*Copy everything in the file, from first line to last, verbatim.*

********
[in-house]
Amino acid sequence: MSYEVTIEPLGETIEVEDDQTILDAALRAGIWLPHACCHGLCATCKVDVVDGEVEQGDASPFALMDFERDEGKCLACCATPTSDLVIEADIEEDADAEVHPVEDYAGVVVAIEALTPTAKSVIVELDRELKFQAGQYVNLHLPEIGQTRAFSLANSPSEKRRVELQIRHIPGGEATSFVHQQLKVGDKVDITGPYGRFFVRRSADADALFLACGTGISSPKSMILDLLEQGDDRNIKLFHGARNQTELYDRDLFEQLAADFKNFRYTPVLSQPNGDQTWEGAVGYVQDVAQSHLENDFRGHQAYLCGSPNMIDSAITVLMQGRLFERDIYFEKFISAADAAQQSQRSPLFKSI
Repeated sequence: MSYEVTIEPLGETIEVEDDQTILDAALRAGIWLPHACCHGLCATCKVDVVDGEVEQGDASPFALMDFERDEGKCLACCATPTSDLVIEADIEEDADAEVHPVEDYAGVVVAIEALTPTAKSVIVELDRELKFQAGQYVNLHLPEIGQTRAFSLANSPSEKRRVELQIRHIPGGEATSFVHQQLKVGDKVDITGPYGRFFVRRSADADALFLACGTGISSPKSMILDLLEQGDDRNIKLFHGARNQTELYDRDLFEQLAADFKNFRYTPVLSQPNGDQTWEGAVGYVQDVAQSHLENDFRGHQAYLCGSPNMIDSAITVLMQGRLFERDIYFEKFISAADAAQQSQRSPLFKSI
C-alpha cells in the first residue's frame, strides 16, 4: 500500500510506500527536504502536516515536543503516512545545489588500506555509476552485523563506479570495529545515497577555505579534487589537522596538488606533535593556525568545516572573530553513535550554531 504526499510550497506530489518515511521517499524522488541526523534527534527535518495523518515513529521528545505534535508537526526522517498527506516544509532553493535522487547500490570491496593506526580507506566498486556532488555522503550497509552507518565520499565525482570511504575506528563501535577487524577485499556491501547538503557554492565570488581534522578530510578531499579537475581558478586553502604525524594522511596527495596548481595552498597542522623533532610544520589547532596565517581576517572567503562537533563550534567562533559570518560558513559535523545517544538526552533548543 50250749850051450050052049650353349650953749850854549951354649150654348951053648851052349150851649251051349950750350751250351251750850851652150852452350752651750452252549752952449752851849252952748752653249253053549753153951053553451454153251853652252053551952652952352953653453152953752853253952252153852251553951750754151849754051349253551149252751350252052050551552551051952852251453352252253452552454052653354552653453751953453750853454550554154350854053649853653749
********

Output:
[in-house]
Amino acid sequence: MSYEVTIEPLGETIEVEDDQTILDAALRAGIWLPHACCHGLCATCKVDVVDGEVEQGDASPFALMDFERDEGKCLACCATPTSDLVIEADIEEDADAEVHPVEDYAGVVVAIEALTPTAKSVIVELDRELKFQAGQYVNLHLPEIGQTRAFSLANSPSEKRRVELQIRHIPGGEATSFVHQQLKVGDKVDITGPYGRFFVRRSADADALFLACGTGISSPKSMILDLLEQGDDRNIKLFHGARNQTELYDRDLFEQLAADFKNFRYTPVLSQPNGDQTWEGAVGYVQDVAQSHLENDFRGHQAYLCGSPNMIDSAITVLMQGRLFERDIYFEKFISAADAAQQSQRSPLFKSI
Repeated sequence: MSYEVTIEPLGETIEVEDDQTILDAALRAGIWLPHACCHGLCATCKVDVVDGEVEQGDASPFALMDFERDEGKCLACCATPTSDLVIEADIEEDADAEVHPVEDYAGVVVAIEALTPTAKSVIVELDRELKFQAGQYVNLHLPEIGQTRAFSLANSPSEKRRVELQIRHIPGGEATSFVHQQLKVGDKVDITGPYGRFFVRRSADADALFLACGTGISSPKSMILDLLEQGDDRNIKLFHGARNQTELYDRDLFEQLAADFKNFRYTPVLSQPNGDQTWEGAVGYVQDVAQSHLENDFRGHQAYLCGSPNMIDSAITVLMQGRLFERDIYFEKFISAADAAQQSQRSPLFKSI
C-alpha cells in the first residue's frame, strides 16, 4: 500500500510506500527536504502536516515536543503516512545545489588500506555509476552485523563506479570495529545515497577555505579534487589537522596538488606533535593556525568545516572573530553513535550554531 504526499510550497506530489518515511521517499524522488541526523534527534527535518495523518515513529521528545505534535508537526526522517498527506516544509532553493535522487547500490570491496593506526580507506566498486556532488555522503550497509552507518565520499565525482570511504575506528563501535577487524577485499556491501547538503557554492565570488581534522578530510578531499579537475581558478586553502604525524594522511596527495596548481595552498597542522623533532610544520589547532596565517581576517572567503562537533563550534567562533559570518560558513559535523545517544538526552533548543 50250749850051450050052049650353349650953749850854549951354649150654348951053648851052349150851649251051349950750350751250351251750850851652150852452350752651750452252549752952449752851849252952748752653249253053549753153951053553451454153251853652252053551952652952352953653453152953752853253952252153852251553951750754151849754051349253551149252751350252052050551552551051952852251453352252253452552454052653354552653453751953453750853454550554154350854053649853653749